Instead of looking at photos on Instagram, look at photos by the masters of photography—photo books are a wonderful resource, and teach you more about visual style, sequencing and storytelling than any social media post.

Stop obsessing about gear. Obsess about photography instead.

Know Your Finances

A common mistake for many first-time business owners is lacking discipline in maintaining their accounts.

It happens to the best of us—I know from firsthand experience.

When you’re busy building your photography business, it feels like there are a thousand things you should be doing to grow your business—marketing, sales, networking and doing the actual photography work.

All that boring accounting stuff gets pushed to the bottom.

That is, until you check your bank balance one day and realize there’s not enough cash to last you through the month. Then the fight-or-flight response kicks in and you scramble to figure out what went wrong.

Rinse and repeat, and you go through periods of feast or famine. In good times, your bank account swells and you decide to spend on things that you justify as investments—like the latest camera gear—but don’t really make a difference to your photography business.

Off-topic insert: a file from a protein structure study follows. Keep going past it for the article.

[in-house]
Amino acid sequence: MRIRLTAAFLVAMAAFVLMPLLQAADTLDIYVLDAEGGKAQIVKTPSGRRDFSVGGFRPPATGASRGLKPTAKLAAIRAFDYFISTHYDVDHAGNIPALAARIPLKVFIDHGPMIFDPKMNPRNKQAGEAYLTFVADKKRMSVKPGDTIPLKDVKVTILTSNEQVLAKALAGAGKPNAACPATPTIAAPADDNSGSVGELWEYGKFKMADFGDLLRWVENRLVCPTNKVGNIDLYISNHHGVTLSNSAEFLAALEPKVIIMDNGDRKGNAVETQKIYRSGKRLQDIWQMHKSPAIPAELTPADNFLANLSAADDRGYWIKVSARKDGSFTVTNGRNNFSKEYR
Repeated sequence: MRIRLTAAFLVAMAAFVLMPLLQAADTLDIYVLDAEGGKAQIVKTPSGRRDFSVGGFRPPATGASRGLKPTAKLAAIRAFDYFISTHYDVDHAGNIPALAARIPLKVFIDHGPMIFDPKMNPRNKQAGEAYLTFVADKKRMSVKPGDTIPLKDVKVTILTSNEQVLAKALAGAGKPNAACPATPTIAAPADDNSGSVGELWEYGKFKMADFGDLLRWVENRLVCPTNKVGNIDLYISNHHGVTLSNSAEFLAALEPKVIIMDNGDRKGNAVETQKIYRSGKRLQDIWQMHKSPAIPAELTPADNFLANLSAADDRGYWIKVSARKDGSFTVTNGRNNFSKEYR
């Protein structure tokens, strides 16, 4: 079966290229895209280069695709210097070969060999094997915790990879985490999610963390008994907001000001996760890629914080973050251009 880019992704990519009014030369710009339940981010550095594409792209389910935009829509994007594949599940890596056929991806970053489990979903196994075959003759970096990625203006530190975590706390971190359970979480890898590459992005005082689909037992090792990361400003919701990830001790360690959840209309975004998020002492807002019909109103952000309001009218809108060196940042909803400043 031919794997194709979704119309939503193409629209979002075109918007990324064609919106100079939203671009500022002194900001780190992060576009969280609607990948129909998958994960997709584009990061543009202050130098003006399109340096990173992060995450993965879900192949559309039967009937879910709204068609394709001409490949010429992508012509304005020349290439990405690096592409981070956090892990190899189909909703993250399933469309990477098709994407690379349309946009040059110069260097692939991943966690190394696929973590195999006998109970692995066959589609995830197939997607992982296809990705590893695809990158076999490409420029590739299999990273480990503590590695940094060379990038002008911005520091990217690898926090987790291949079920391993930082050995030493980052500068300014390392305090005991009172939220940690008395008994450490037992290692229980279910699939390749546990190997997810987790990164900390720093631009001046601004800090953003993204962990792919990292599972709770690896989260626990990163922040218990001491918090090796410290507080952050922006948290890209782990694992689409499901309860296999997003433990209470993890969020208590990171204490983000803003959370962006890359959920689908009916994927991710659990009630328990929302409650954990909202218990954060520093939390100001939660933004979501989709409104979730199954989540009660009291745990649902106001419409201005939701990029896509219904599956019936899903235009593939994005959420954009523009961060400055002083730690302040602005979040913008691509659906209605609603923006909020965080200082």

You don’t want the stress of that cycle. 

Remember, money is the lifeblood of any business. When you run out of money, your business closes down.

Regardless of your reasons for owning a business, money is the only thing that matters when it comes to surviving—or flourishing.

So you need to be educated about money and understand how it flows through your photography business.

Track your revenues and expenses with an accounting software—there are many designed for small businesses that don’t cost much.

Understand that profit is not equals to cash flow, and it’s possible to have a profitable business that has no money to keep the lights on.

Know your basic financial reports—like your balance sheet, profit and loss and cash flow statements.

A photography business is a business first and foremost, so you need to know your finances. 

Build Your Photography Brand

When we think about branding, we naturally think of the logo. But while the logo is important, a brand’s identity extends beyond that. 

It’s what we do that gives meaning to a brand, and not the other way around.

That means that every touchpoint in your business contributes to and reinforces your brand—from your emails to the way you present yourself at the shoot.

It can feel overwhelming, but remember that brands are not built overnight.

You build a brand in the same way you’d build a house—brick by brick.

If you need some ideas to get started, try our free AI-powered photography business name and logo generator.

Let’s break down the most important elements to think about when you’re just starting your photography business.

Name 

Do you want to associate your own name with the photography business, or do you want to develop a brand that’s independent from you? 

There are pros and cons to each approach.